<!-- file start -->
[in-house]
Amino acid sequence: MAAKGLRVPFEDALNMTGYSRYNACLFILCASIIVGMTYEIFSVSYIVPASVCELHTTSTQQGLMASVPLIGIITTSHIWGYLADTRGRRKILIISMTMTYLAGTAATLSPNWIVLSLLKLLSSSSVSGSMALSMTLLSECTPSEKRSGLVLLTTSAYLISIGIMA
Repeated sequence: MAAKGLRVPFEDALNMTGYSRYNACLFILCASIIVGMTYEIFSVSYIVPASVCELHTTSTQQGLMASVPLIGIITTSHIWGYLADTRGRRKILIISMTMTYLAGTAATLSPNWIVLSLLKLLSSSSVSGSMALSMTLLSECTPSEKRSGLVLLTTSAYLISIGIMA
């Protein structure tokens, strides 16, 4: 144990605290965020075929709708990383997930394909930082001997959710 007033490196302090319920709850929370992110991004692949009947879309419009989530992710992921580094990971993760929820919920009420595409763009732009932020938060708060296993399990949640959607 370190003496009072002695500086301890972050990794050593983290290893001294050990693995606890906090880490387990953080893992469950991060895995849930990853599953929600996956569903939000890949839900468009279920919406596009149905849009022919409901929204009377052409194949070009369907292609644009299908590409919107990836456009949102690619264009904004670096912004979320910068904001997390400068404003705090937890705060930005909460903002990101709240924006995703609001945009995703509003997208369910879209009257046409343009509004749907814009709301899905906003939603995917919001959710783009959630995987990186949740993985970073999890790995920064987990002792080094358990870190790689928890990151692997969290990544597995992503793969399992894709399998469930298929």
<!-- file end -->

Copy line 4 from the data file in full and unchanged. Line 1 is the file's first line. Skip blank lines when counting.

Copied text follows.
């Protein structure tokens, strides 16, 4: 144990605290965020075929709708990383997930394909930082001997959710 007033490196302090319920709850929370992110991004692949009947879309419009989530992710992921580094990971993760929820919920009420595409763009732009932020938060708060296993399990949640959607 370190003496009072002695500086301890972050990794050593983290290893001294050990693995606890906090880490387990953080893992469950991060895995849930990853599953929600996956569903939000890949839900468009279920919406596009149905849009022919409901929204009377052409194949070009369907292609644009299908590409919107990836456009949102690619264009904004670096912004979320910068904001997390400068404003705090937890705060930005909460903002990101709240924006995703609001945009995703509003997208369910879209009257046409343009509004749907814009709301899905906003939603995917919001959710783009959630995987990186949740993985970073999890790995920064987990002792080094358990870190790689928890990151692997969290990544597995992503793969399992894709399998469930298929």